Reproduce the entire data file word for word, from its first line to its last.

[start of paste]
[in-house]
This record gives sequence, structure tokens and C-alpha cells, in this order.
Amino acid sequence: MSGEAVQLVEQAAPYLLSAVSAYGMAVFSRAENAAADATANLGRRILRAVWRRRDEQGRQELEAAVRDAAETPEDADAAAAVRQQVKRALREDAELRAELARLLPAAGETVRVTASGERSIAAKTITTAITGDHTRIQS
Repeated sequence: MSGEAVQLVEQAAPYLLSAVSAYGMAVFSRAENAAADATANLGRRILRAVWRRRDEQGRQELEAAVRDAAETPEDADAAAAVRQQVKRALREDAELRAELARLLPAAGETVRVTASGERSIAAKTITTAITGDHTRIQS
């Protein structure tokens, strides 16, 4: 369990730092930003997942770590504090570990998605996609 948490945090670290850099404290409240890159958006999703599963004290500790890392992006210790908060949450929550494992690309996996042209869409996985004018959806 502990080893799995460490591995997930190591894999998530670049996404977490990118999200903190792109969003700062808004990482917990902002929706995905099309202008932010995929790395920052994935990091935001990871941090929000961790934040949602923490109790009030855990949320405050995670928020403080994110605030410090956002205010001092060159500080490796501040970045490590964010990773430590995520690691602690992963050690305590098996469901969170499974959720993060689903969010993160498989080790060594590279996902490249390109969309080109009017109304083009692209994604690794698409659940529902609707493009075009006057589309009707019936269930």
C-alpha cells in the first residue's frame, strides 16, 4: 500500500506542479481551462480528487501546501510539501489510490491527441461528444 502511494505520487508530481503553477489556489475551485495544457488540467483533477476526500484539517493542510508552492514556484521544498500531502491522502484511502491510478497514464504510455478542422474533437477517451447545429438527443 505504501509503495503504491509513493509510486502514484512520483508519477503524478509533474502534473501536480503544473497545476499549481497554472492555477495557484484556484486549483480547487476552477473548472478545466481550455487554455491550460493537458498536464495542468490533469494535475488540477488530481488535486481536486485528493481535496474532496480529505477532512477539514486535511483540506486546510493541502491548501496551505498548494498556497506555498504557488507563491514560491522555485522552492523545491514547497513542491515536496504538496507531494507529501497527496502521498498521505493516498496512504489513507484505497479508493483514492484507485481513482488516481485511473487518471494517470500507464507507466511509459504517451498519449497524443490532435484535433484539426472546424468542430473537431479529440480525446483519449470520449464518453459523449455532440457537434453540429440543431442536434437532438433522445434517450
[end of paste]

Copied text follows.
[in-house]
This record gives sequence, structure tokens and C-alpha cells, in this order.
Amino acid sequence: MSGEAVQLVEQAAPYLLSAVSAYGMAVFSRAENAAADATANLGRRILRAVWRRRDEQGRQELEAAVRDAAETPEDADAAAAVRQQVKRALREDAELRAELARLLPAAGETVRVTASGERSIAAKTITTAITGDHTRIQS
Repeated sequence: MSGEAVQLVEQAAPYLLSAVSAYGMAVFSRAENAAADATANLGRRILRAVWRRRDEQGRQELEAAVRDAAETPEDADAAAAVRQQVKRALREDAELRAELARLLPAAGETVRVTASGERSIAAKTITTAITGDHTRIQS
């Protein structure tokens, strides 16, 4: 369990730092930003997942770590504090570990998605996609 948490945090670290850099404290409240890159958006999703599963004290500790890392992006210790908060949450929550494992690309996996042209869409996985004018959806 502990080893799995460490591995997930190591894999998530670049996404977490990118999200903190792109969003700062808004990482917990902002929706995905099309202008932010995929790395920052994935990091935001990871941090929000961790934040949602923490109790009030855990949320405050995670928020403080994110605030410090956002205010001092060159500080490796501040970045490590964010990773430590995520690691602690992963050690305590098996469901969170499974959720993060689903969010993160498989080790060594590279996902490249390109969309080109009017109304083009692209994604690794698409659940529902609707493009075009006057589309009707019936269930």
C-alpha cells in the first residue's frame, strides 16, 4: 500500500506542479481551462480528487501546501510539501489510490491527441461528444 502511494505520487508530481503553477489556489475551485495544457488540467483533477476526500484539517493542510508552492514556484521544498500531502491522502484511502491510478497514464504510455478542422474533437477517451447545429438527443 505504501509503495503504491509513493509510486502514484512520483508519477503524478509533474502534473501536480503544473497545476499549481497554472492555477495557484484556484486549483480547487476552477473548472478545466481550455487554455491550460493537458498536464495542468490533469494535475488540477488530481488535486481536486485528493481535496474532496480529505477532512477539514486535511483540506486546510493541502491548501496551505498548494498556497506555498504557488507563491514560491522555485522552492523545491514547497513542491515536496504538496507531494507529501497527496502521498498521505493516498496512504489513507484505497479508493483514492484507485481513482488516481485511473487518471494517470500507464507507466511509459504517451498519449497524443490532435484535433484539426472546424468542430473537431479529440480525446483519449470520449464518453459523449455532440457537434453540429440543431442536434437532438433522445434517450